A “telepathic” AI recreates photorealistic memories from a person's thoughts

The ever more evolved brain reading technology already creates photorealistic images from people's thoughts.

Gianluca Riccio

The researchers of the Radboud University published in the journal Nature (I'll link you to the article) a study that illustrates how one fMRI scanner can be used to read the thoughts in a person's mind. The machine is not invasive, that is, it does not enter the brain and does not damage it in any way. And in combination with artificial intelligence it produces incredible results.

How does?

Mind reading is the result of analyzing changes in blood flow in the brain. fMRI scans the brain for the neurons responsible for vision, then sends the data to a computer. The machine evaluates the information with the help of artificial intelligence and recomposes the image.

To teach the AI ​​to create these images from thoughts, the researchers placed an fMRI headset on a volunteer's head while he or she looked at a series of photos selected by the researchers. The AI ​​studied these thoughts and was then able to identify them when they asked the test subjects to imagine the people they had just seen in the photos. The reconstructed faces are very close to the imagined ones.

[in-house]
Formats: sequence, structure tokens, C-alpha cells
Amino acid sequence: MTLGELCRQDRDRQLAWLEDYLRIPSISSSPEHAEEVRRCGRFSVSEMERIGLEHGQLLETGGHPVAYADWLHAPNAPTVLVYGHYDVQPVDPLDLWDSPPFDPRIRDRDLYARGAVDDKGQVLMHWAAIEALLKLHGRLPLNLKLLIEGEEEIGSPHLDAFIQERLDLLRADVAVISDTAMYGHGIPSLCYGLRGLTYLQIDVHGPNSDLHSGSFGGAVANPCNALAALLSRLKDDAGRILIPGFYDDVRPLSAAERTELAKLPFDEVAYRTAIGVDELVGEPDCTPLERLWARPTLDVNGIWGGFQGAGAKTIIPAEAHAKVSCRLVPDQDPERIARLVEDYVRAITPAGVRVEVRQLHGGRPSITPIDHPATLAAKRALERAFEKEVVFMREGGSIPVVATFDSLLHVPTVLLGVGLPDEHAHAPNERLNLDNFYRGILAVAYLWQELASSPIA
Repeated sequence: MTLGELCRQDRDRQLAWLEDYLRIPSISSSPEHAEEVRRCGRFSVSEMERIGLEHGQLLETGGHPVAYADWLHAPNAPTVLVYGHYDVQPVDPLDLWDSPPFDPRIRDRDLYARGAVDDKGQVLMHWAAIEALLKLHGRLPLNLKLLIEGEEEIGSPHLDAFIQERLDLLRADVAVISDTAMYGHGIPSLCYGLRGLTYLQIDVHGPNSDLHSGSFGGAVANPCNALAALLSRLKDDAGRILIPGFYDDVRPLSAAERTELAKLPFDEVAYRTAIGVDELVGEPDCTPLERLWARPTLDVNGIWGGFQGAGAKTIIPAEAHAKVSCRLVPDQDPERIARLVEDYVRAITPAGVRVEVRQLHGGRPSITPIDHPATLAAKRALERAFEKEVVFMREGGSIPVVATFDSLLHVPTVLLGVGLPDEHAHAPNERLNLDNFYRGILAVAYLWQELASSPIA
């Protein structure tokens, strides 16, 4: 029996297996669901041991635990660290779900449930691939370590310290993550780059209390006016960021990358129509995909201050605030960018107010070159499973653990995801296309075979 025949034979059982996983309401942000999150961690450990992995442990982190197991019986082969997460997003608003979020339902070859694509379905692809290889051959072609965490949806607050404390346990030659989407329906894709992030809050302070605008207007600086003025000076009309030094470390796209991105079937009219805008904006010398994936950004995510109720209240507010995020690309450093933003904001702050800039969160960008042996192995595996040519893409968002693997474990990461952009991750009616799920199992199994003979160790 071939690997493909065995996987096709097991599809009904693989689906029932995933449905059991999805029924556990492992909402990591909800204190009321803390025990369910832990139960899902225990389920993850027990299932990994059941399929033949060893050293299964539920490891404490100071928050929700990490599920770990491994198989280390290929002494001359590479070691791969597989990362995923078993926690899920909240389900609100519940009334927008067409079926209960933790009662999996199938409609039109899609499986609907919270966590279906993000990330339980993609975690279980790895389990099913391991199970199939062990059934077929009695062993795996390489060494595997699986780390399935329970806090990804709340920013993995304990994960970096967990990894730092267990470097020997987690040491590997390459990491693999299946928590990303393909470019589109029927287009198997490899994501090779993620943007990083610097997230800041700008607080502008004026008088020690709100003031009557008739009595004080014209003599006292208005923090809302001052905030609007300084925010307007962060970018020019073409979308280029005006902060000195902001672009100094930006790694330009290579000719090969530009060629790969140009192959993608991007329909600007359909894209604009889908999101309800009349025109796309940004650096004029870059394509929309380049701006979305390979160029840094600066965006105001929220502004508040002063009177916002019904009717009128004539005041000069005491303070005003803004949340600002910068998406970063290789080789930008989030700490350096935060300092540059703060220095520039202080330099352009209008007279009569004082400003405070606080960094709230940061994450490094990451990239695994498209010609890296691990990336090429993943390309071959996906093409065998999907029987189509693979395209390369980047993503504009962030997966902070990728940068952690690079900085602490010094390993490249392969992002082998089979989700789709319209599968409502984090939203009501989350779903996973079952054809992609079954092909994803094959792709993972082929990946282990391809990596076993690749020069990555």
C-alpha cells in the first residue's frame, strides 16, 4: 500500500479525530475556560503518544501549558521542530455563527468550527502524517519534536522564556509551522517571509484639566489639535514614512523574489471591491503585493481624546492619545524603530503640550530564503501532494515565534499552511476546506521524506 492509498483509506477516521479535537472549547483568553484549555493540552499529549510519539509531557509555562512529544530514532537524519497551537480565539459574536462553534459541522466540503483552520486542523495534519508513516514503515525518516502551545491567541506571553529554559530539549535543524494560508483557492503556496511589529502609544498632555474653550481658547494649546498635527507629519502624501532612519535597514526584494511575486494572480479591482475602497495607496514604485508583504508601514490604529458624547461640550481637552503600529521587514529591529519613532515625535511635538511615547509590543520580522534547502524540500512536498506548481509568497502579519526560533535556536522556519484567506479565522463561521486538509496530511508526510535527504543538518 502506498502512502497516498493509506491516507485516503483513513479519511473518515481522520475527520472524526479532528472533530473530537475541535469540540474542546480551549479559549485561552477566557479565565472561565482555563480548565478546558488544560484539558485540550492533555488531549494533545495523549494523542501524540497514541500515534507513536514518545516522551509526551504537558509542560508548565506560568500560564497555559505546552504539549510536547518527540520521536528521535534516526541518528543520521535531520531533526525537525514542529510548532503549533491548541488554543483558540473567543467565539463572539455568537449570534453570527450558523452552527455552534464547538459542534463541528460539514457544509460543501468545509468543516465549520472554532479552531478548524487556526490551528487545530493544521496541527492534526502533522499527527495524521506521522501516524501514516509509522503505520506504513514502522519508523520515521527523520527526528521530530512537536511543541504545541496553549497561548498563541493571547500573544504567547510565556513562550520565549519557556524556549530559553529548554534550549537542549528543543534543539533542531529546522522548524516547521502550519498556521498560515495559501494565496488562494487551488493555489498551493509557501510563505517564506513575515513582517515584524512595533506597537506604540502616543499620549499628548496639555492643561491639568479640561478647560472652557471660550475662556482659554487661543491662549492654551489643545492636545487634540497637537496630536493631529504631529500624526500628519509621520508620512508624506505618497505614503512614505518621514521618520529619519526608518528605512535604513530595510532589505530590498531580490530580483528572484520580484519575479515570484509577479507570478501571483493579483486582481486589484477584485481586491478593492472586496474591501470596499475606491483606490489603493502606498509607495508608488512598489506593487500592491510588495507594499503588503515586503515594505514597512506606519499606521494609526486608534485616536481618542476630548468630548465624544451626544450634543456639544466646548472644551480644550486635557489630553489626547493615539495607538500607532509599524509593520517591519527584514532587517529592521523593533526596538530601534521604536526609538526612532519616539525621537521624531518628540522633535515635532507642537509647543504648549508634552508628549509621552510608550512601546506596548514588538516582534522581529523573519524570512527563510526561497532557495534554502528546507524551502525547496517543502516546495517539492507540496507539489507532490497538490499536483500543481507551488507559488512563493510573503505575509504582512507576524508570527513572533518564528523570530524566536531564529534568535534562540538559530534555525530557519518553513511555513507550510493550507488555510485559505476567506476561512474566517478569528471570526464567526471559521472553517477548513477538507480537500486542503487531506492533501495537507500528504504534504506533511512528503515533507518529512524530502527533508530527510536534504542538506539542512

Image via Thirza Nut et al. – The “STIM” column in the image above shows the photos that were shown to the volunteer who underwent the tests. Columns one and two are the reconstructions produced by the AI.

A photo of your thoughts

The secret to obtaining such precise results, it seems, is not to show the person or the AI ​​photographs of real people. In contrast, the portraits were generated by computers and are composed of small dots that correspond to computer codes that the system must identify when the human subject thinks about the face. This allowed a better correspondence between thoughts and images, also allowing a better "calibration" of the instrument

Thirza Nut, author of the study, says this is just another step in training AI to read thoughts. Researchers aim to develop this technology to restore sight in people who have lost it due to disease or accidents.

And then, yes, other applications that are escaping us at the moment, maybe not all of them nice to hear.

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Alberto Robiati and Gianluca Riccio guide readers through scenarios of the future: the opportunities, risks and possibilities we have to create a possible tomorrow.